- 2.4.1 Types of syllabus A syllabus is an expression of opinion on the nature of language and leaning; it is considered as a guide for teacher as well as for learner to provide them with the goals to be achieved. Hutchinson and Waters define syllabus in the following way: at its simplest level a syllabus can be described as a statement of what is to be learnt. It reflects language and linguistic performance. [1; p.80] This interpretation is based on results and consequences rather than on process and it is viewed as a traditional explanation.... [tags: Education]
1474 words (4.2 pages)
- Section One: Learning Theories Various learning theories are nested within my lessons, particularly in Drama and Dance subjects where both theoretical and practical aspects are embedded within one lesson. Firstly, Pavlov, Skinner and Thorndyke’s Behaviourist theory will be discussed (Fairclough 2008). Thorndyke’s experiment on animals (Avis et al, 2010) to encourage ‘learned’ behaviour was through a process of trial and error, rewarding animas with food if they were successful in their task. This taught them to purposefully behaviour in a certain way towards reaching successful goals and effectively being rewarded.... [tags: Enabling and Assessing Learning ]
2714 words (7.8 pages)
- In today’s society, there is a larger variety of drugs that are used, drugs have become easily accessible, and drugs are more likely to be misused. Drugs are commonly misused because of the lack of education people have surrounding how the drug should be taken, or what the consequences of taking the drug may be. Drug education is planned information and skills that are relevant to living in a world where drugs have become more commonly misused (Wikipedia, 2013). For teachers, implementing drug education can help individuals to gain knowledge about drugs that they may be introduced to or come into contact with, and help to prevent the use and misuse of drugs among the students in the classroo... [tags: Implementing, School Program]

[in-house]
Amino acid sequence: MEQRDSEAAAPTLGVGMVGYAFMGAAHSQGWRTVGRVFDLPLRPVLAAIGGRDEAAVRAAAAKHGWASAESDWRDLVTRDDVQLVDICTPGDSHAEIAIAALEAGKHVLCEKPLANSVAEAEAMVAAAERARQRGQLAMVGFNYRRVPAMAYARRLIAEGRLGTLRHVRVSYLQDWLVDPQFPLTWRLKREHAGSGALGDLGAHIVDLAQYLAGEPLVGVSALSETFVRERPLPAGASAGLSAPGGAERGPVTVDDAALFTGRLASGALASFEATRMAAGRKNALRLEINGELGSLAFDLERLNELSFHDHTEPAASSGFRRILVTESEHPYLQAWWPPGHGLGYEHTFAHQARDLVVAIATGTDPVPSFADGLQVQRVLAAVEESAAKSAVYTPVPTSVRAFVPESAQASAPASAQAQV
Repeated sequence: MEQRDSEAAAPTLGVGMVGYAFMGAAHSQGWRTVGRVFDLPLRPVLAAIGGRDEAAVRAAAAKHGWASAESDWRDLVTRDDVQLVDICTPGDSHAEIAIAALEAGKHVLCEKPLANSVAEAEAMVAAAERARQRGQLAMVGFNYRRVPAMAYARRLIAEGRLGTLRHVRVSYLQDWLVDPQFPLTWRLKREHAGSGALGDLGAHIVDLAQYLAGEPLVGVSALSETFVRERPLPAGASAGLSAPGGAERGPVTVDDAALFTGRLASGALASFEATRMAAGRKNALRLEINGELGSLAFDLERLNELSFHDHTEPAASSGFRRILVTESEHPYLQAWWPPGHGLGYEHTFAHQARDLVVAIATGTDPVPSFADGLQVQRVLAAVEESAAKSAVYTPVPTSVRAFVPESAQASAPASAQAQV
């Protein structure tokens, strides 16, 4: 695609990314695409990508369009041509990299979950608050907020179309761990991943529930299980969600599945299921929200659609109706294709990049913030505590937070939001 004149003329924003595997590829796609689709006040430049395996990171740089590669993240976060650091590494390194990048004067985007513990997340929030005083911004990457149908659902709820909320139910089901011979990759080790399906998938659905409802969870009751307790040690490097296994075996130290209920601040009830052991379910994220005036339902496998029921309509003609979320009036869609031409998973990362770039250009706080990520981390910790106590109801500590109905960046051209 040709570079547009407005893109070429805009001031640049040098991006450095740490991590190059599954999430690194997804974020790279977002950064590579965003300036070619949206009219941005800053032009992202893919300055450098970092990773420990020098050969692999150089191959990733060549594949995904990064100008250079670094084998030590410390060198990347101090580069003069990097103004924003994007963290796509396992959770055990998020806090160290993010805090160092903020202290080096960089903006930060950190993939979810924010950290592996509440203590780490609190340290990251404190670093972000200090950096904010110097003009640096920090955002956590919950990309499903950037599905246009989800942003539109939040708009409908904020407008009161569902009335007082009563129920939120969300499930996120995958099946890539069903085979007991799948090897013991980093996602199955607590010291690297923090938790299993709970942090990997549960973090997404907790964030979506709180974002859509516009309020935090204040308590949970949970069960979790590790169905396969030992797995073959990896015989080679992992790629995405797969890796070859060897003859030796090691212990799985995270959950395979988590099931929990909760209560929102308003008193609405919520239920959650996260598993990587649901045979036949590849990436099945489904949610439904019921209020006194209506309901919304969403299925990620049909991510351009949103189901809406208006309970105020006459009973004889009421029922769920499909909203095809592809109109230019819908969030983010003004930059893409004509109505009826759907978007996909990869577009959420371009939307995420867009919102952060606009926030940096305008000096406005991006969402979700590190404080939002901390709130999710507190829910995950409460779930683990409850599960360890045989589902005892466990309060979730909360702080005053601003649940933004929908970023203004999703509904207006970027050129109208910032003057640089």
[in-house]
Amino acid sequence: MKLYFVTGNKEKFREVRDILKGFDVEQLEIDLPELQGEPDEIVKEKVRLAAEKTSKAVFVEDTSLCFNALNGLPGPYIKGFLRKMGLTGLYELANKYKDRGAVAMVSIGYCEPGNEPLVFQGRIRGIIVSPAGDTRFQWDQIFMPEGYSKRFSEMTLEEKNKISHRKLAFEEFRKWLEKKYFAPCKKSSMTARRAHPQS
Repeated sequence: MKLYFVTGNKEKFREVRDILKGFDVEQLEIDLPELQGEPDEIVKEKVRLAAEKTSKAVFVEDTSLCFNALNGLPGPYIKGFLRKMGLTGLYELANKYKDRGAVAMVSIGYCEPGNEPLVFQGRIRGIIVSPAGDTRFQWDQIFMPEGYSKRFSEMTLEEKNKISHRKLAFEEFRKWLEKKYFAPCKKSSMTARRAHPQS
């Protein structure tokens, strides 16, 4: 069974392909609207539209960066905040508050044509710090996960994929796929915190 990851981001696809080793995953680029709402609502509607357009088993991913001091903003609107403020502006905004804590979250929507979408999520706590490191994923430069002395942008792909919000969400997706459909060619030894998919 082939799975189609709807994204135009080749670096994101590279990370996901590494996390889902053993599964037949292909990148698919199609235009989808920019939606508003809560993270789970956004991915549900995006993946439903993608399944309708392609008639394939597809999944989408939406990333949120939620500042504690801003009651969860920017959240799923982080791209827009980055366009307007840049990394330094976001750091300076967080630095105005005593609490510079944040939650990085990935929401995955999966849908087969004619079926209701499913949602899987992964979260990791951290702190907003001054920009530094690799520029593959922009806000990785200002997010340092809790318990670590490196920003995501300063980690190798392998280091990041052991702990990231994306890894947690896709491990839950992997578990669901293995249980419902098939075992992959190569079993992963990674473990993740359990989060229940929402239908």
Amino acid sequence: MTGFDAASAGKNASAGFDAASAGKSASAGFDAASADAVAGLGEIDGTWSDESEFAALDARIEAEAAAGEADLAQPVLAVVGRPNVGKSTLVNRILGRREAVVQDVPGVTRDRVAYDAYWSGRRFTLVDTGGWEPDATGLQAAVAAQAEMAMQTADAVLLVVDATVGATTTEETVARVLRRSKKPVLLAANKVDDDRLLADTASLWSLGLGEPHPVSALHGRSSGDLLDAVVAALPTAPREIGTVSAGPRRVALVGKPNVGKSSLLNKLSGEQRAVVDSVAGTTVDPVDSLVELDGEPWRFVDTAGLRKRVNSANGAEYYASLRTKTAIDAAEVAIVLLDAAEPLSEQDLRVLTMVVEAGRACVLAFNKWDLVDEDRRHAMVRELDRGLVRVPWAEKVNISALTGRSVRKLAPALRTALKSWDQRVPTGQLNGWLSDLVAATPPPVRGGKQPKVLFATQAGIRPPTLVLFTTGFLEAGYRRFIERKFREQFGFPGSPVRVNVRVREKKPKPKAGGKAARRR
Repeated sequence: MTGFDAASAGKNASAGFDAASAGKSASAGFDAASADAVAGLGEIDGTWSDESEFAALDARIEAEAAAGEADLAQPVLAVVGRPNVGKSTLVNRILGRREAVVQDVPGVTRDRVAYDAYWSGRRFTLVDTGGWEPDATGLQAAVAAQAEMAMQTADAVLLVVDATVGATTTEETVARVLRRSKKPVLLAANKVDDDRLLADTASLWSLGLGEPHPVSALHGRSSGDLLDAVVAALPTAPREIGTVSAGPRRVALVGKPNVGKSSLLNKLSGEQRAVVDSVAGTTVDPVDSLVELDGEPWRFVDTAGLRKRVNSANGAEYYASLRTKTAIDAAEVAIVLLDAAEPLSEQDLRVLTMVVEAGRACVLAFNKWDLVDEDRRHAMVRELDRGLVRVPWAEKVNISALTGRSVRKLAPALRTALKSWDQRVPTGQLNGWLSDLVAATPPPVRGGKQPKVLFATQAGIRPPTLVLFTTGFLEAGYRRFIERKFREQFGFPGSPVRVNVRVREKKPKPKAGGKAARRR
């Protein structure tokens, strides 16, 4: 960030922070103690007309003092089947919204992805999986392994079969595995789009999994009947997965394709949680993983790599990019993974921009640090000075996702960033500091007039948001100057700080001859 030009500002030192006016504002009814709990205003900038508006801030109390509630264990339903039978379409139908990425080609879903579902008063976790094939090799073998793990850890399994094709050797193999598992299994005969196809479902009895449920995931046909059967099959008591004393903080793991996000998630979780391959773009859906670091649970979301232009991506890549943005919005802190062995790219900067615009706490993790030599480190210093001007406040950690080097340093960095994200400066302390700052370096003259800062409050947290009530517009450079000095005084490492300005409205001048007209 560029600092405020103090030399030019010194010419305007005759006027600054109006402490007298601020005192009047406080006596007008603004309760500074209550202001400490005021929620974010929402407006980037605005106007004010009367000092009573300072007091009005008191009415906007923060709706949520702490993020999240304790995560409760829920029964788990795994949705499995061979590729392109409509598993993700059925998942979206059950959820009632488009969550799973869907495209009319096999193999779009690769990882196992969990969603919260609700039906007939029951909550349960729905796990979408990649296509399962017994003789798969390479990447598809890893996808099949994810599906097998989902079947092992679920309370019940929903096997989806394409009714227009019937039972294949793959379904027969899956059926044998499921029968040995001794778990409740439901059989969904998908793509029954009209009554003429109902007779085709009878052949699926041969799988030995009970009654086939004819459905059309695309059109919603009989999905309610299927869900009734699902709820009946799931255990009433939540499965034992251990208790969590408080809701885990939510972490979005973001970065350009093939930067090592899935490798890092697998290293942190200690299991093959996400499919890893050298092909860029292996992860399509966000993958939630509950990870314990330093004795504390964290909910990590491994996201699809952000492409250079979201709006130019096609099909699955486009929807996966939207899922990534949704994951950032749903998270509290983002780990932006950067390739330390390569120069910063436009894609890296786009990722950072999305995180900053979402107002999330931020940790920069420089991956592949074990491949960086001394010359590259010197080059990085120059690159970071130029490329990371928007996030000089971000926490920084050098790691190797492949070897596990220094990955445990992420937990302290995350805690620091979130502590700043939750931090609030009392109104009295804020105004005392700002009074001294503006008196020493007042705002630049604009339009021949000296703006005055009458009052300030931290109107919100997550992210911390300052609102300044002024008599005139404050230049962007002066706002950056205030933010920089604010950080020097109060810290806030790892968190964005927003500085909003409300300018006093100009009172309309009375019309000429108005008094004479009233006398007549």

2491 words (7.1 pages)
- Over the past eight weeks this class has not only fulfilled my major requirements, but also made me understand more about the complexity of child development and how I can become a better person as a future parent and educator. Since I am an Education major, the four topics that would benefit me in the future are Erikson’s stages, Induction, Educational Self Fulfilling Philosophy, and Adolescence. I plan to be successful with my career and use what I have learned in Child Development to prepare future’s leaders of tomorrow.... [tags: Course Reflection]
1725 words (4.9 pages)
- Now that I have completed this course, I can see the course applying to my ministry in the following ways so that I may understand the text and the different ways of preaching each subject. As a preacher, it is necessary to understand how to explain God’s promise in which he will pour His Spirit upon people in every special way so that every man receives a different gift that he who has ears and hearts will listen to God’s words and come to Him. The most significant things to my ministry are that each theme has four main different parts of teaching such as introduction, Law, Gospel, and application.... [tags: Course Review]
1114 words (3.2 pages)
- Looking back over the course of the semester, I feel that I learned many new and interesting uses for technology within the classroom – both for classrooms that have a lot of technology and for classrooms that are limited with technology. For the majority of the class, we utilized William Kists’ book The Socially Networked Classroom: Teaching in the New Media Age (2010), which provided multiple modes of instruction that both utilized and/or created technology. One of the first things that I remember, and consequently that stuck with me through the course’s entirety, is that individuals must treat everything as a text.... [tags: Course Reflection]
979 words (2.8 pages)
- Ability and talent A person's psychic, ESP, or telepathic abilities can't be judged by a single or a group of exercises. This ability develops through time and practice. So, if you don't do well the first time, don't feel bad, the exercises need to be practiced over and over. Be patient and you can expect to see an improvement in all your latent abilities over a period of time, not just in a few tries of guessing cards. Attitude The mind set and attitude at the time of the test are critical. It is important to maintain enthusiasm and interest when testing yourself because it has been found to make a difference.... [tags: essays research papers]
575 words (1.6 pages)